Mental health: Lifting the spirits on the farm
Sometimes the only voice a farmer hears is on the radio in the tractor cab
As farmers get older and the toll of work gets on top them their productivity suffers, they earn less and may become more isolated
‘You will never know how many you have saved.” This was the opening line of a lecture given by a wise psychiatrist about suicide and the deaths that can be prevented by a timely word, deed or act of kindness. I was reminded of this when I heard John Connell Talking to Ryan Tubridy on the Late Late show.
John Connell, a writer and farmer, had written about his own depression in the farming papers and had subsequently been interviewed by Ryan on his radio show.
A man who was on his way to end his life had heard the interview on his car radio, and had been moved to turn back and seek help for his depression. Connell and Tubridy had between them undoubtedly saved one life and probably more and I felt proud of them. And I also felt proud of the professions of writing, broadcasting and medicine that give us the privilege of affecting lives in a positive way .
I regularly get asked about mental health issues on my radio slot on Tipp FM, and it is always gratifying when you hear that you have made a difference, sometimes many years later. It is a feeling that health professionals and media people can sometimes share, and it is a good one to have.
After seeing The Late Late Show I just had to buy John Connell’s The Cow Book.
It has a great title, and while it does deal enjoyably a lot with cows, bulls and calves, it has a greater scope. It is also an account of a young farmer’s winter turning to spring; with a touch of James Herriot and a dash of Michael Harding and all in a style of modern nature writing that befits a Granta book .The memoir is also the story a young man who has had several careers finding his way and his passion through his love of the land. It evokes the mud and the wind, the smell, sounds of the byre, and the dynamics of a small family who live on the farm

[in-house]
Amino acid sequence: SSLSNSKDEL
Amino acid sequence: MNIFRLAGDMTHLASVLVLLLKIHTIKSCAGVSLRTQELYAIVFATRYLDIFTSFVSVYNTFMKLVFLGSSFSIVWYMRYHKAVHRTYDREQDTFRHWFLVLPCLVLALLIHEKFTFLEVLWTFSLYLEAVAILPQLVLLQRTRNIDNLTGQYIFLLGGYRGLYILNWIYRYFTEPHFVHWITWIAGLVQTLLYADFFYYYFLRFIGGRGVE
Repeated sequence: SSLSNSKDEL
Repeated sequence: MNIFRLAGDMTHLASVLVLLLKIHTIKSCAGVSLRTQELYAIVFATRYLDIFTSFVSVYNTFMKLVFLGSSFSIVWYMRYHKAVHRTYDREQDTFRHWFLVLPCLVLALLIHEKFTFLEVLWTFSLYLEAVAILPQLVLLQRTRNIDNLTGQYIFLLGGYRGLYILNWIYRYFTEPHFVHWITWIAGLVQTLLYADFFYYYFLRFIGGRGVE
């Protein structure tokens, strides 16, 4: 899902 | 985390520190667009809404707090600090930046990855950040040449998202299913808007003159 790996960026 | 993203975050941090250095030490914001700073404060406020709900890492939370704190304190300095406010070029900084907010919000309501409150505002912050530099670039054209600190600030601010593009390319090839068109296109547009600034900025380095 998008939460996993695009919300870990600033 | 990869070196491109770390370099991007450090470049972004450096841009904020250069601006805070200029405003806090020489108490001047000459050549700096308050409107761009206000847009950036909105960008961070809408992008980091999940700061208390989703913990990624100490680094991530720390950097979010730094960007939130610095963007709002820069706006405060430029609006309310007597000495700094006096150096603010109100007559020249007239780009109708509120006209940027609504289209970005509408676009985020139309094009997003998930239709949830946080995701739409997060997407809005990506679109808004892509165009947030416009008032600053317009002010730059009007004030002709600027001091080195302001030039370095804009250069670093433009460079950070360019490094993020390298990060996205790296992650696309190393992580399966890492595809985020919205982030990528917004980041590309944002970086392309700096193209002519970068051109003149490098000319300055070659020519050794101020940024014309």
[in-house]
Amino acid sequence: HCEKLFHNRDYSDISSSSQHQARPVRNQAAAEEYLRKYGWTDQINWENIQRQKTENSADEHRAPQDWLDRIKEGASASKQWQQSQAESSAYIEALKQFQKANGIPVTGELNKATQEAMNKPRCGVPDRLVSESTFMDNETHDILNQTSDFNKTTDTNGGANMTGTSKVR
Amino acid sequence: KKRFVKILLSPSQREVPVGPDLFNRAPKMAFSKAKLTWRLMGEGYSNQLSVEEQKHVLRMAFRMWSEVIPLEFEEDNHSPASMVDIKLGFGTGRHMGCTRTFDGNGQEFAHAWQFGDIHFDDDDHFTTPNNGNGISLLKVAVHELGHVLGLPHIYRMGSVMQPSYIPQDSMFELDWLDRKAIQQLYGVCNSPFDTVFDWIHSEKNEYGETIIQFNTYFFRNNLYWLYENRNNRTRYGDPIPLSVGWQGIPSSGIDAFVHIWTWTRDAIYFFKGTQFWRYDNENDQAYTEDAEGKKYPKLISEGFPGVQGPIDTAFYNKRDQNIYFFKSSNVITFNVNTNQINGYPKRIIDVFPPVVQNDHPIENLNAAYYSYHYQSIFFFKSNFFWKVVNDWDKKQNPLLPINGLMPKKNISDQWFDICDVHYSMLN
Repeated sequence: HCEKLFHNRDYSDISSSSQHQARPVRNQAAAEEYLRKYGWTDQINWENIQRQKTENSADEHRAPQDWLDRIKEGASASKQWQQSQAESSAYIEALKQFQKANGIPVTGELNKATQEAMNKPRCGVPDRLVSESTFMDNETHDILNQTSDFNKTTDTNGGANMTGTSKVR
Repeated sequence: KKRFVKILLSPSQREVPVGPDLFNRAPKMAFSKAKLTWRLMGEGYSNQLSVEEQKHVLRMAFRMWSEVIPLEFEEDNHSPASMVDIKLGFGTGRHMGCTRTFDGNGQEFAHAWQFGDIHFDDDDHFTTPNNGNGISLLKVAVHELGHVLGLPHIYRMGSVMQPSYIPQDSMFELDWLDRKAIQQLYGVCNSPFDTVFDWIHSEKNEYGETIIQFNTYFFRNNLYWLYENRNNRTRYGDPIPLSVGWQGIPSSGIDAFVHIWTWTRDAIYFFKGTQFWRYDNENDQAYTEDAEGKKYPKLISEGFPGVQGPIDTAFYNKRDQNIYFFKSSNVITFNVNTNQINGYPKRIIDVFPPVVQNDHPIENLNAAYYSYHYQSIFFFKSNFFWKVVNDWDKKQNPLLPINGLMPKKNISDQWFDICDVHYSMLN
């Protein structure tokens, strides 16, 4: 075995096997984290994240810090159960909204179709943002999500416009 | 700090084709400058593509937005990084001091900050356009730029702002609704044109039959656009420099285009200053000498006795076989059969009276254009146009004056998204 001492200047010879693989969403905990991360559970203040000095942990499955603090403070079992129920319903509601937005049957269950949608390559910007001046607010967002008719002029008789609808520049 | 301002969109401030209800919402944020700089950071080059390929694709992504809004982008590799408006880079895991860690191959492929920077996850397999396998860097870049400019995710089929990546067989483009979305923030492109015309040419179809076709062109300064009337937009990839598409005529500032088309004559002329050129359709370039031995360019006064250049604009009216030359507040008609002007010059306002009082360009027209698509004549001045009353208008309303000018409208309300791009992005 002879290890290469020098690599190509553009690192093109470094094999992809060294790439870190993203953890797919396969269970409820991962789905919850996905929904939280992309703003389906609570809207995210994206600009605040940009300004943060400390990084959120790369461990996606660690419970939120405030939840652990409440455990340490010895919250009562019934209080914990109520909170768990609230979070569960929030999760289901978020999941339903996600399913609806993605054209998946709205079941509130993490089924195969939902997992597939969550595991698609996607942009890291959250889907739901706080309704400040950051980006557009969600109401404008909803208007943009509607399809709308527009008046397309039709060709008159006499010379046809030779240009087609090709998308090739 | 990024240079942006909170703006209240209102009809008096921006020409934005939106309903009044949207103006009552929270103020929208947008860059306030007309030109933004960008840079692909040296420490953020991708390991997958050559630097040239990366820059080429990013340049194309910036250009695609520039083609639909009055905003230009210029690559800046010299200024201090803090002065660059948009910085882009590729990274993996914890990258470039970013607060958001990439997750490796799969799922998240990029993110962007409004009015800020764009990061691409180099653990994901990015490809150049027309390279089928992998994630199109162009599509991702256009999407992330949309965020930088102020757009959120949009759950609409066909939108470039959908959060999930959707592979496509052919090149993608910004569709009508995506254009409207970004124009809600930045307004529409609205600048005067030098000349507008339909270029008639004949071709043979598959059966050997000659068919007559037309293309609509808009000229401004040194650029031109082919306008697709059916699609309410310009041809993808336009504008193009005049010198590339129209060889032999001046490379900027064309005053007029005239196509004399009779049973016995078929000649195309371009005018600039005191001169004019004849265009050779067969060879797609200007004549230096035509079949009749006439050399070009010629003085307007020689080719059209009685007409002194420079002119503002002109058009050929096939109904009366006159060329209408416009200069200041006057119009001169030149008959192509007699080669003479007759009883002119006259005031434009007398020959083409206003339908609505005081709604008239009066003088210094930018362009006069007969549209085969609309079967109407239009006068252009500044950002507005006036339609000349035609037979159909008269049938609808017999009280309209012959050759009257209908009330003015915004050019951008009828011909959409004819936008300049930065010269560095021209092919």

Mairead Lavery is a journalist and farmer who does the farming slot on Seán Moncrieff’s Newstalk show. To me she embodies the authentic voice of rural Ireland. I recently heard her reporting on this long wet winter which has lasted since last August, the plight of farmers in their 50s who feel their knees, backs and hips wearing out, the difficulties of arranging succession for a farm that has been in the family forever, and the effect on those farmers who realise that they are probably the last of their kind.
There is often much joyful appreciation of rural life in her broadcasts as well but on this occasion she was citing a report from the Men’s Health Forum in Ireland and the HSE which identified middle age, isolation and living in the country as increased risk factors for suicide in men.
As farmers get older and the toll of work gets on top them their productivity suffers, they earn less and may become more isolated. Lavery has all the talents that people look for in a good doctor. She has a sound knowledge of the facts and evidence, identifies problems accurately, communicates them well and she has great integrity. You know that she is neither a gombeen politician nor a puppet of big business. John Connell and Mairead Lavery understand rural Ireland. They can put into context the difficulties of lambs dying the fields and fodder shortages and their effect on a farmer.
Many farmers can’t talk about their problems. Organisations like the Men’s Shed movement and Mind Our Farm Families (which is a phone line and counselling service run by the IFA and Pieta House) know that you don’t tackle these things by staying silent.
Neither rural life nor urban lives are now easy and both need skill, planning and good will just to get by in this strange modern world.
Like many Irish people I am just one generation from the land .My grandfather’s farm had many people working on it and was a sustainable enterprise that supported a small community and helped support a bigger one with employment and food. Now a big farm like that may support only one person, who sits in a tractor all day. Sometimes the only voice he hears is on the radio in the cab. If the radio programme entertains, educates about mental health issues and makes people feel that they are not alone, then it is truly something to be cherished and encouraged.